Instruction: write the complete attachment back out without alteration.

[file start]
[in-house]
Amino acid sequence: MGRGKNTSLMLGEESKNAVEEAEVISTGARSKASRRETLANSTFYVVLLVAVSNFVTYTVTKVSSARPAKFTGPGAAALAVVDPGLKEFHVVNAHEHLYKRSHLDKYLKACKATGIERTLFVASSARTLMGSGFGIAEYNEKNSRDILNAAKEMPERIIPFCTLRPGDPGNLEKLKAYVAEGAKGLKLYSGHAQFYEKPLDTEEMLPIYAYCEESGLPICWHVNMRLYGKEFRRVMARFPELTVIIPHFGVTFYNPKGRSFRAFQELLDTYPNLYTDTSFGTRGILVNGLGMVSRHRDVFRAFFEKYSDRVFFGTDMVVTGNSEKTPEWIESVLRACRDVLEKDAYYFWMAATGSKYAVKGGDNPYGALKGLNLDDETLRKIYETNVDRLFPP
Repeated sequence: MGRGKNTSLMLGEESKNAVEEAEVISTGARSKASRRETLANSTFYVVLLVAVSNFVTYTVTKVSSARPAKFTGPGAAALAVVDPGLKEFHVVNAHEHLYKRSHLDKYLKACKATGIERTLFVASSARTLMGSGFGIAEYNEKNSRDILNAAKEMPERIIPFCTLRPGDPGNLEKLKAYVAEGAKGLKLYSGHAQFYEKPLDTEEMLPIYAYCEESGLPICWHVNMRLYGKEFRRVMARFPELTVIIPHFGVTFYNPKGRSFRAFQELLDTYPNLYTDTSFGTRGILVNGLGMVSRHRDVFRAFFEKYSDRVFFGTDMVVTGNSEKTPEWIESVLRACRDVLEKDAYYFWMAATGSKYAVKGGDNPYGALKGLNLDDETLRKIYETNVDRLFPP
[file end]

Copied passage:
[in-house]
Amino acid sequence: MGRGKNTSLMLGEESKNAVEEAEVISTGARSKASRRETLANSTFYVVLLVAVSNFVTYTVTKVSSARPAKFTGPGAAALAVVDPGLKEFHVVNAHEHLYKRSHLDKYLKACKATGIERTLFVASSARTLMGSGFGIAEYNEKNSRDILNAAKEMPERIIPFCTLRPGDPGNLEKLKAYVAEGAKGLKLYSGHAQFYEKPLDTEEMLPIYAYCEESGLPICWHVNMRLYGKEFRRVMARFPELTVIIPHFGVTFYNPKGRSFRAFQELLDTYPNLYTDTSFGTRGILVNGLGMVSRHRDVFRAFFEKYSDRVFFGTDMVVTGNSEKTPEWIESVLRACRDVLEKDAYYFWMAATGSKYAVKGGDNPYGALKGLNLDDETLRKIYETNVDRLFPP
Repeated sequence: MGRGKNTSLMLGEESKNAVEEAEVISTGARSKASRRETLANSTFYVVLLVAVSNFVTYTVTKVSSARPAKFTGPGAAALAVVDPGLKEFHVVNAHEHLYKRSHLDKYLKACKATGIERTLFVASSARTLMGSGFGIAEYNEKNSRDILNAAKEMPERIIPFCTLRPGDPGNLEKLKAYVAEGAKGLKLYSGHAQFYEKPLDTEEMLPIYAYCEESGLPICWHVNMRLYGKEFRRVMARFPELTVIIPHFGVTFYNPKGRSFRAFQELLDTYPNLYTDTSFGTRGILVNGLGMVSRHRDVFRAFFEKYSDRVFFGTDMVVTGNSEKTPEWIESVLRACRDVLEKDAYYFWMAATGSKYAVKGGDNPYGALKGLNLDDETLRKIYETNVDRLFPP